New legislation would delay permanent SGR fix for another year

Legislation to avert a March 31 deadline to cut physician Medicare payments by 24% has been scheduled for a Thursday vote in the US House of Representatives. But the measure is another 1-year temporary patch and not a more permanent fix to Medicare’s sustainable growth rate formula.

Hopes for a more permanent solution were raised in February, when House and Senate negotiators reached a 5-year deal to provide physicians with a 0.5% annual increase in Medicare reimbursements, leading to optimism for a longer-term “doc fix.”

But efforts to eliminate Medicare’s sustainable growth rate formula (SGR) hit a political speed bump earlier this month when the Republican-controlled House approved a measure including provisions to delay implementation of the Affordable Care Act.

Even before that vote, the American Medical Association wrote to Congress expressing “profound disappointment” that the process to reform Medicare’s SGR had “become a victim of partisan approaches to resolve budgetary issues.”

The Congressional Budget Office has estimated that the bicameral SGR bill would increase direct spending by about $138 billion over 10 years.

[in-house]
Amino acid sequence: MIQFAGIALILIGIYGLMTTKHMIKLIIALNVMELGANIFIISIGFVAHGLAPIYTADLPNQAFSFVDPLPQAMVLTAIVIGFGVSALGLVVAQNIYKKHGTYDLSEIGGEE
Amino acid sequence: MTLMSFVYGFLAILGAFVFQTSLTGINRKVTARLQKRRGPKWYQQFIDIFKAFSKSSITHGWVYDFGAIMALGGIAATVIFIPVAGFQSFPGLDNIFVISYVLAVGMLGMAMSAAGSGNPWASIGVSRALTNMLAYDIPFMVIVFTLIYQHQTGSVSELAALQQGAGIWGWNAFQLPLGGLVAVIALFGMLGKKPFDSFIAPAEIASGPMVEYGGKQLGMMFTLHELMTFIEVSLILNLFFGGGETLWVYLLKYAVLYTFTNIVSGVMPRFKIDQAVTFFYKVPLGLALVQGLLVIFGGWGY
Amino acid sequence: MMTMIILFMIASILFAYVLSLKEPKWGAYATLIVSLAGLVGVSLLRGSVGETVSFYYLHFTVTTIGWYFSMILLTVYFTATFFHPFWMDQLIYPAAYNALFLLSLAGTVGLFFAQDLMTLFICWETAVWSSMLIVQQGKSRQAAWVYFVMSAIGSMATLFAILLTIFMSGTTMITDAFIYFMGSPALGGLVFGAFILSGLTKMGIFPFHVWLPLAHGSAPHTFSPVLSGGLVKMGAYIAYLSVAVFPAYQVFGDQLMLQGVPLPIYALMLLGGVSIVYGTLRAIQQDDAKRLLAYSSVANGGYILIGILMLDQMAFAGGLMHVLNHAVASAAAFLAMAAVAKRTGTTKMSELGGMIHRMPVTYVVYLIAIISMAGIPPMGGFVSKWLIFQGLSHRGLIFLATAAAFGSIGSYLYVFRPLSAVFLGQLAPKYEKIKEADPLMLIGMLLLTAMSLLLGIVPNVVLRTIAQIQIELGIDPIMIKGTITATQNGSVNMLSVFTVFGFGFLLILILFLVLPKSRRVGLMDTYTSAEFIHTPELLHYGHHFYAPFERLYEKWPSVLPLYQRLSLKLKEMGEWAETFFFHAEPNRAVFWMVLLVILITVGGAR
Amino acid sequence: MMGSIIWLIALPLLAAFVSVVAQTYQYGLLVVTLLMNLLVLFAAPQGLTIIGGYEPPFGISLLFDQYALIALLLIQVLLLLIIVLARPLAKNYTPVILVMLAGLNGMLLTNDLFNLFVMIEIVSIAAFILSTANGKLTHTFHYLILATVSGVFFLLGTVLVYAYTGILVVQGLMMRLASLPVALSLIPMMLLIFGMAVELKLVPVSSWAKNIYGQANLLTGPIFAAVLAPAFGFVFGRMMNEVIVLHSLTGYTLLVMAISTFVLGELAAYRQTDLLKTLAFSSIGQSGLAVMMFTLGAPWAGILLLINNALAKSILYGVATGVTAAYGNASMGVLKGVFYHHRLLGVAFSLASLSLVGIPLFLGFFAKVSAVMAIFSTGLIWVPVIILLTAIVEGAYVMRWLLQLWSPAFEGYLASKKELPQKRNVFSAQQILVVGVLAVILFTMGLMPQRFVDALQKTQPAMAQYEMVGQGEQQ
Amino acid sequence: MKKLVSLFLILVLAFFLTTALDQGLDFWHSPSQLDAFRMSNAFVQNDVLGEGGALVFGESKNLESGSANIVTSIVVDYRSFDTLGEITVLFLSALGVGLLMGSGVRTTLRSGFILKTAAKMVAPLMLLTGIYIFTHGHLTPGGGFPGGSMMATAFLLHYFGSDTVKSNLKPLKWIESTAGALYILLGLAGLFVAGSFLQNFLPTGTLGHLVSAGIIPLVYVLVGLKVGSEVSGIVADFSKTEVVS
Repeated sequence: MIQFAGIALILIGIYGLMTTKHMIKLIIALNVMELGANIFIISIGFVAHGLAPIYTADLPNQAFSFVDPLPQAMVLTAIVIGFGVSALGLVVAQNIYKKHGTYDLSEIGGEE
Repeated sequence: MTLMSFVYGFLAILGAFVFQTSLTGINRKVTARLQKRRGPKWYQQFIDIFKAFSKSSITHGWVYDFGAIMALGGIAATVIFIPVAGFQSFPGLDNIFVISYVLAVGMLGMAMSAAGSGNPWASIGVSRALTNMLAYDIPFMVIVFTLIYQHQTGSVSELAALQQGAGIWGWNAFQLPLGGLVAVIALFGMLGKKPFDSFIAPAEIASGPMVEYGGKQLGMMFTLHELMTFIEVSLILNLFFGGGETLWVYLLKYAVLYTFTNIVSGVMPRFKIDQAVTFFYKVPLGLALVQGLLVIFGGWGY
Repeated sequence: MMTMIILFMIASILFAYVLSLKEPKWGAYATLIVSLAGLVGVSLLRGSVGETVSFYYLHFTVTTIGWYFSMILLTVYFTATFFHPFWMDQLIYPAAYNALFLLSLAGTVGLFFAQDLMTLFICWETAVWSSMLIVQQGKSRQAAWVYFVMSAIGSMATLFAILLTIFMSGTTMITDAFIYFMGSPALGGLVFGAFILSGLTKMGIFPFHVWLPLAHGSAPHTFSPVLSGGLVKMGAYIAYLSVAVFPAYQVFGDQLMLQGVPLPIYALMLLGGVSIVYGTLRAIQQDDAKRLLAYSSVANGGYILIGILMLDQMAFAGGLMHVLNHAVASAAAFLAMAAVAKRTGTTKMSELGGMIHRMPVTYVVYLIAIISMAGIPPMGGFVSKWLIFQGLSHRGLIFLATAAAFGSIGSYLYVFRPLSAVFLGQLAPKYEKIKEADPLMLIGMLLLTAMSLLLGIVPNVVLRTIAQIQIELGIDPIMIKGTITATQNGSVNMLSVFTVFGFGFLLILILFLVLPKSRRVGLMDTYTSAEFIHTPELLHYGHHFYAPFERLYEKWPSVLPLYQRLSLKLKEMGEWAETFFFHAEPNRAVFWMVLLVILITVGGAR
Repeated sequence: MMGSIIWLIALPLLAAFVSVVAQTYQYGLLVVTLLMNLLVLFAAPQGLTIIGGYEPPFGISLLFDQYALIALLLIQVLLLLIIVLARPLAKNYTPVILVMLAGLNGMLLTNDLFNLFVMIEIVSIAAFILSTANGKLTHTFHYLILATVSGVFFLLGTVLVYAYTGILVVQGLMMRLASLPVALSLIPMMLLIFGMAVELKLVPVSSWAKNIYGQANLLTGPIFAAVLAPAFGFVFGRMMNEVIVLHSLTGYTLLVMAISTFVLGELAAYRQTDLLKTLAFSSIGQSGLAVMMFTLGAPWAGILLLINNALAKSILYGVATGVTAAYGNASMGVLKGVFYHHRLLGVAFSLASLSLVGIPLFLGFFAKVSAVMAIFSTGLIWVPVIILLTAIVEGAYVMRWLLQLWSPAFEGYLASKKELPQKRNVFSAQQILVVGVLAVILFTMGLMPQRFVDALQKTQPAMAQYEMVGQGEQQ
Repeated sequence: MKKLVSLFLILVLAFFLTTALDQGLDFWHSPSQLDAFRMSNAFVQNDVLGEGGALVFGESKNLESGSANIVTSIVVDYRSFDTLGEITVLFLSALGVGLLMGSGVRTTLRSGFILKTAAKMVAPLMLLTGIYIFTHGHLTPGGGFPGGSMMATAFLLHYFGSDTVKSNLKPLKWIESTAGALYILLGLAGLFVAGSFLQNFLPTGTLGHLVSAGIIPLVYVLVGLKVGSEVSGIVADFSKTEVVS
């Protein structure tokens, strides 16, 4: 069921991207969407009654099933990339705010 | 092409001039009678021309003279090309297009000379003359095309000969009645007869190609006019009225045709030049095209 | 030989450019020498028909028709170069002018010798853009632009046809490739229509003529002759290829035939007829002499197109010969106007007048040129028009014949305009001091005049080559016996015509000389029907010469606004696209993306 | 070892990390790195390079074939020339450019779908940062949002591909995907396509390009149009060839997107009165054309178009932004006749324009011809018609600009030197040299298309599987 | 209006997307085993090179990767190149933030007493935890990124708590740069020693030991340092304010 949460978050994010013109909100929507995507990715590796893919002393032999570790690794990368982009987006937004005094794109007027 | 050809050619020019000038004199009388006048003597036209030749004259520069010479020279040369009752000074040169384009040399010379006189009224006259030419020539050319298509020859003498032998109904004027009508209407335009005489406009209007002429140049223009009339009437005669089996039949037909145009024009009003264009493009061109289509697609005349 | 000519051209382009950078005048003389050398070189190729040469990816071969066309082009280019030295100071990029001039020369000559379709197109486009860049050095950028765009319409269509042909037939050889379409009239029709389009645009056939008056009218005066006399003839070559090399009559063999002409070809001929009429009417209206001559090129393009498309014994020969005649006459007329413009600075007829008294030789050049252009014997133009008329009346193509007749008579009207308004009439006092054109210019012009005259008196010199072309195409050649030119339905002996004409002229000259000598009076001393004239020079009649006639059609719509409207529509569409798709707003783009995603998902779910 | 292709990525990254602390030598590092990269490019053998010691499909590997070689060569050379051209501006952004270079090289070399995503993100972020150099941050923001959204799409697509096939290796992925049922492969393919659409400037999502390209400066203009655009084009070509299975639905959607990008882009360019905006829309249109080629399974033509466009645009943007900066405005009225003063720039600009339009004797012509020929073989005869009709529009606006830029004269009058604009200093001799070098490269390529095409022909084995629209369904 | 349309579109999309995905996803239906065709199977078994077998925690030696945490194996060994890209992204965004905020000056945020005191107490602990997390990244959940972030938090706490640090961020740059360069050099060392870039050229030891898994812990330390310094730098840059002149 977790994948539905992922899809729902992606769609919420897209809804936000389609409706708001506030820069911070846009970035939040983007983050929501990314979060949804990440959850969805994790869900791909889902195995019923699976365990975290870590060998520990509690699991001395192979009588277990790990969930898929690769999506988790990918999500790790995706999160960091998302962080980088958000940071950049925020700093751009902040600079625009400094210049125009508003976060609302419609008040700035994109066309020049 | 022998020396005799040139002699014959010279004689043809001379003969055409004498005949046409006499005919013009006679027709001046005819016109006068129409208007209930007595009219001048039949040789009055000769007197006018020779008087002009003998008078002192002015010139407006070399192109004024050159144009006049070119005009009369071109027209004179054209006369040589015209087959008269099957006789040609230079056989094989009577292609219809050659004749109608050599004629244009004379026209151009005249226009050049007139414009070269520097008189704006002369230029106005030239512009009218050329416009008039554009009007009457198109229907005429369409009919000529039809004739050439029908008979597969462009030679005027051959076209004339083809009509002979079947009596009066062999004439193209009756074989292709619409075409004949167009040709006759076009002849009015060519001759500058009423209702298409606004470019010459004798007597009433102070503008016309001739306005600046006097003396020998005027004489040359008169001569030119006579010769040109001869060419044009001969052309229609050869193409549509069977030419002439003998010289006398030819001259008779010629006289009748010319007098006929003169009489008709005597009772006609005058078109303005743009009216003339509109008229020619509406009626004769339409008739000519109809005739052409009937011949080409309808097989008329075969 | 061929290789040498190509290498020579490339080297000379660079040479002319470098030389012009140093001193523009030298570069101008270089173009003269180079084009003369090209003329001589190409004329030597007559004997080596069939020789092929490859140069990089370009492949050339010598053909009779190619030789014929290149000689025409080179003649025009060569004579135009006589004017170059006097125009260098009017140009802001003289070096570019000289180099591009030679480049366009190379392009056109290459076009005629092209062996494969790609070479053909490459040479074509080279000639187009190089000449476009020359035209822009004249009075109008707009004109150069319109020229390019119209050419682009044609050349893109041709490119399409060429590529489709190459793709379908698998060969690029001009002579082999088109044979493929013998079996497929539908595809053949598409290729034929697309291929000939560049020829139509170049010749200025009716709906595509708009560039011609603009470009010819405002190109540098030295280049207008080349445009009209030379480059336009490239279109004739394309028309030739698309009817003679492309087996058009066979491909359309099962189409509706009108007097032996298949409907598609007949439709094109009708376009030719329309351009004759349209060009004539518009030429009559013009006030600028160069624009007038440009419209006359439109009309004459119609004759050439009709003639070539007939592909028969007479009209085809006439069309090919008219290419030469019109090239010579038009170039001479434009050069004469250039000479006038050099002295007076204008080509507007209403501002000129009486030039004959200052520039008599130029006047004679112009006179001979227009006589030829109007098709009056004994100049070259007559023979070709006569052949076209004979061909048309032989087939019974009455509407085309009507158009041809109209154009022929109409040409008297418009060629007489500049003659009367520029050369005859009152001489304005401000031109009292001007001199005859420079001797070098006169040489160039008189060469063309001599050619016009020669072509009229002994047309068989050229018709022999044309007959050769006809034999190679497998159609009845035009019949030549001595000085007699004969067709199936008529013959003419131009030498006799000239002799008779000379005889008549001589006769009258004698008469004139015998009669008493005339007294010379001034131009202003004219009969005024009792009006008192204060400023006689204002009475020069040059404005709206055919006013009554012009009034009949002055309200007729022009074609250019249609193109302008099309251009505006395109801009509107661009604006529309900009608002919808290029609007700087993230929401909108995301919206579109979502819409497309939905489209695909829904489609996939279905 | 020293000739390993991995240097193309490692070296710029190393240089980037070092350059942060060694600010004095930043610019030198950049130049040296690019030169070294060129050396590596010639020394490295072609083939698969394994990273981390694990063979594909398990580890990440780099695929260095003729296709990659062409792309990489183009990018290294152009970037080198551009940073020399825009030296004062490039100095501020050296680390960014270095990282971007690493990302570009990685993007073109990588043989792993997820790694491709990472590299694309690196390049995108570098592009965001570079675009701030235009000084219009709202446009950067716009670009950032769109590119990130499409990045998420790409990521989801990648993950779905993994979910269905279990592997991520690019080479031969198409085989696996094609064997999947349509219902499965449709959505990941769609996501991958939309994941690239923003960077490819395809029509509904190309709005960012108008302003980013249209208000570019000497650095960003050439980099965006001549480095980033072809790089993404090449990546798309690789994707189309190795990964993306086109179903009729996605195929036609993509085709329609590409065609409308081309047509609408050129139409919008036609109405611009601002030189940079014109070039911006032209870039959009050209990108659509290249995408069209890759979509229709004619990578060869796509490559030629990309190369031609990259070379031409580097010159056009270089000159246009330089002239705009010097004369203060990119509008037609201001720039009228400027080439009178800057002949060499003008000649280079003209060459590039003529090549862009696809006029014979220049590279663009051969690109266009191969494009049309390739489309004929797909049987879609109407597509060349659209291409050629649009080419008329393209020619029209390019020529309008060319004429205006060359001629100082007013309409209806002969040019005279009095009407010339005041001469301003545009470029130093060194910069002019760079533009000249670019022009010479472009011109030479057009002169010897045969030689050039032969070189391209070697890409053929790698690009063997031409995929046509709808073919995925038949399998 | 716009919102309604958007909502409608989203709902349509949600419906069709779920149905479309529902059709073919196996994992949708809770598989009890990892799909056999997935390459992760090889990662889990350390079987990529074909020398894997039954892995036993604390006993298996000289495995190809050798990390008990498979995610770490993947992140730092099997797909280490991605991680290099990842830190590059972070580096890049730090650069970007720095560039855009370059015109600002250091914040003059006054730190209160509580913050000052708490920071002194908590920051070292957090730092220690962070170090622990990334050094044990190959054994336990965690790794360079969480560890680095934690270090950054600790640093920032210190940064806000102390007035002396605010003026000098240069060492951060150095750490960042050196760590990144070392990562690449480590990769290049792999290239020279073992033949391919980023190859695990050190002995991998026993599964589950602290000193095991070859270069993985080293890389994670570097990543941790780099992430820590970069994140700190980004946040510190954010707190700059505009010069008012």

Legislation to avert a March 31 deadline to cut physician Medicare payments by 24% has been scheduled for a Thursday vote in the US House of Representatives. But the measure is another 1-year temporary patch and not a more permanent fix to Medicare’s sustainable growth rate formula.

Hopes for a more permanent solution were raised in February, when House and Senate negotiators reached a 5-year deal to provide physicians with a 0.5% annual increase in Medicare reimbursements, leading to optimism for a longer-term “doc fix.”

But efforts to eliminate Medicare’s sustainable growth rate formula (SGR) hit a political speed bump earlier this month when the Republican-controlled House approved a measure including provisions to delay implementation of the Affordable Care Act.

Even before that vote, the American Medical Association wrote to Congress expressing “profound disappointment” that the process to reform Medicare’s SGR had “become a victim of partisan approaches to resolve budgetary issues.”

The Congressional Budget Office has estimated that the bicameral SGR bill would increase direct spending by about $138 billion over 10 years.